Can you modify lease during escrow?

If I am in contract on a commercial property, can I contact the tenant and with their concent and subject to close of escrow, modify the lease to be cheaper, but for a longer term?
In Leasing Property - Asked by Chet M. - Apr 5, 2011
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Answer(s)

Bruce F.
Broker/Agent
White Plains, NY

A contract vendee for a commercial property would have no standing to make modifications to a tenant's lease for the subject property until the transaction closes and the contract vendee becomes the successor to the landlord under the tenant's lease.

Apr 6, 2011
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Barry R.
Broker/Agent
Portland, OR

I have done this a few times. You will need the owner's consent. I generally get the owner on board with what I am doing so it stands whether I buy the property or not. Current owner would have to sign the document for it to be binding but no reason it can't be contingent on the sale going through to you. It will likely impact your bank loan though if you are getting one. Lowering the rent may lower the value of the property and the loan amount if contingent on that. The longer lease may make lender more comfortable too (would depend on what loan to value you are using). Barry R. www.officewarehousespace.net

Apr 6, 2011
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Chris R.
Broker/Agent
Denton, TX

Generally no and certainly not without the seller / owner's consent. If I was the owner / seller or the agent for them - I would not recommend that this be done or permitted in most cases. If for any reason the sale did not go through - then the tenant (s) might have expectations that their rent should be adjusted accordingly. A buyer would have no right or expectation of being able to do that.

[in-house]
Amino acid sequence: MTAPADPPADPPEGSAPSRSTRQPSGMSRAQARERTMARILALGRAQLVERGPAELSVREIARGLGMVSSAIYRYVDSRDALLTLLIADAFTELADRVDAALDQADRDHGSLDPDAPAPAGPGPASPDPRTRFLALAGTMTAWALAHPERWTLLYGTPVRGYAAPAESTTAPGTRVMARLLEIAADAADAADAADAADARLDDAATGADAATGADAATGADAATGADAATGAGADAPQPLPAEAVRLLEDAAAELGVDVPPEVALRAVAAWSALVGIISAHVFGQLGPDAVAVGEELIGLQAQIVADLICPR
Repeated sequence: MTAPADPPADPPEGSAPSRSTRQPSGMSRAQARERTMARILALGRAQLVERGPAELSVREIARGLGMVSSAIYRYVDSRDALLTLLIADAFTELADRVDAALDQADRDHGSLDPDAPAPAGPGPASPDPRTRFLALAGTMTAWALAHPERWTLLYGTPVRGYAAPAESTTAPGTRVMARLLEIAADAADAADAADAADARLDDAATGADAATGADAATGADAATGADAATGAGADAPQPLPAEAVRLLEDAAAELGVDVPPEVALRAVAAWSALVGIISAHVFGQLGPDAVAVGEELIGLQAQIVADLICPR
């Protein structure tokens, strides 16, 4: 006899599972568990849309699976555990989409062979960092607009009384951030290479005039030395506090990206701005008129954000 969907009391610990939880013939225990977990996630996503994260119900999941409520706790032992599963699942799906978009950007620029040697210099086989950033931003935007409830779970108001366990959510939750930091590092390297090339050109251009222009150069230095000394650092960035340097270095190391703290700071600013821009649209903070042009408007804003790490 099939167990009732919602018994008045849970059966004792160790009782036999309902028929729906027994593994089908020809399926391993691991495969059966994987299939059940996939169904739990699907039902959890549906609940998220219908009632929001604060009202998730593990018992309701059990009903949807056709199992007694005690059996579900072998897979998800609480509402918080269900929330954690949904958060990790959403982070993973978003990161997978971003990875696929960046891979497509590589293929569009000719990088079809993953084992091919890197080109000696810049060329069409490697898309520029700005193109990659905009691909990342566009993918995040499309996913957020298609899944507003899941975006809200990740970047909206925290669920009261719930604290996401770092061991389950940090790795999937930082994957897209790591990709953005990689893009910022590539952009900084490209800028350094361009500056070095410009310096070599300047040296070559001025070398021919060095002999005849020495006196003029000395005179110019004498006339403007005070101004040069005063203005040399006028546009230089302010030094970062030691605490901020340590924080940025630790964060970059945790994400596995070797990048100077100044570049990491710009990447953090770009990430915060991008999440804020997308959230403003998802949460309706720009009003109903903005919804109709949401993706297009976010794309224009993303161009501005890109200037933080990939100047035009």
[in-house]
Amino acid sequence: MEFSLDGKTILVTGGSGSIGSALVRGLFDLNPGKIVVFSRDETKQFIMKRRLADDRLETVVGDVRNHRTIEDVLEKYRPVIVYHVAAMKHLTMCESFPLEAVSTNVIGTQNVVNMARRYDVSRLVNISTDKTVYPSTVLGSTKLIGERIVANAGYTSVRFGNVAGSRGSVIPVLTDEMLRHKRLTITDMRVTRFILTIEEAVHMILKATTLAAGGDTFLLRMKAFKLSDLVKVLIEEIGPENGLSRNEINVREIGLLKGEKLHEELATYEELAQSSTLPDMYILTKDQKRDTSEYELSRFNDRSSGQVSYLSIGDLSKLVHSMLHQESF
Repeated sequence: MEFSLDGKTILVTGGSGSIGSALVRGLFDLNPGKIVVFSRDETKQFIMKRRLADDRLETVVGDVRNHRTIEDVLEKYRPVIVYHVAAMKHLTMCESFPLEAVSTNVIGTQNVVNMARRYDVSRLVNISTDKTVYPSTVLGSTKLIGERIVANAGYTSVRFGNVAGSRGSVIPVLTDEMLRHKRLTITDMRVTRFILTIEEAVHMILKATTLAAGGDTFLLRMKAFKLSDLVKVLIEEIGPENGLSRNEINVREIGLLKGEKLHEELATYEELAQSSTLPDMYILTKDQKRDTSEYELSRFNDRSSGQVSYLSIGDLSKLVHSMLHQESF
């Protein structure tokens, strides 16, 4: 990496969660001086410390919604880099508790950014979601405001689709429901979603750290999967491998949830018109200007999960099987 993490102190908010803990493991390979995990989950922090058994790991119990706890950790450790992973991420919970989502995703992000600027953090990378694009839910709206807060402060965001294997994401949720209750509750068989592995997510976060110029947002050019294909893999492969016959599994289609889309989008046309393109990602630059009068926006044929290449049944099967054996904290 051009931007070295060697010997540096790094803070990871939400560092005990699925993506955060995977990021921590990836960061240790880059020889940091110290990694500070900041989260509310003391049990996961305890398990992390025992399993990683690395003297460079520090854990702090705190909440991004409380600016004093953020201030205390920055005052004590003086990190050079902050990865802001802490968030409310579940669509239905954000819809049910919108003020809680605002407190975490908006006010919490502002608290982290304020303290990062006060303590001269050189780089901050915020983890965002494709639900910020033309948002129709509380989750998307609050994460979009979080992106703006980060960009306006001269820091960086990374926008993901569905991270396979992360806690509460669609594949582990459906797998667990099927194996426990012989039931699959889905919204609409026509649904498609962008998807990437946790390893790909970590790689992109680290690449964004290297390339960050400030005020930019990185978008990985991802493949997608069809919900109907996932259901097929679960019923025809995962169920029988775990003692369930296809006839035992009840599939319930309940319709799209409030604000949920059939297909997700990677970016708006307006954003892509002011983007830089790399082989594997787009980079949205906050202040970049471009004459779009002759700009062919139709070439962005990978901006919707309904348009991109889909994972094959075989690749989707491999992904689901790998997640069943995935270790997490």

Apr 7, 2011
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Matthew C.
Broker/Agent
Indianapolis, IN

Not knowing the full story I cant say whether I would advise this or not but i can say that it absolutly can be done as long as the seller is the one to sign the documents. You have no true authority over that until title is transferred. Just make sure your not doing it without the sellers consent. Hope all goes well.

Apr 11, 2011
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Rob B.
Chandler, AZ

Chet….
Don’t get in a hurry to do too much during Escrow. There are many things that can happen that will cause an escrow not to close.
You are not the owner of the property until title has transferred and you can do nothing without the owner’s permission. Rather than stirring up things during escrow, make your purchase based on what you will do following the gaining of ownership. Then begin to institute your plan in an orderly way. The first 100 days of property ownership may be like the president’s first 100 days after taking office. You have a honeymoon period with the tenants and can get some things done that may be more difficult later.
Just be sure that what you do is going to add value to the property. Sometimes lowering a rent may in a backward way add value, because a tenant at a lower rent may be better than no tenant at all.
Onward and upward Chet….. Rob Baird, CA RE License #544165 (One of the oldest, active licenses in CA) 951 515-5855 Email: rob@capratecommercial.com

Apr 12, 2011
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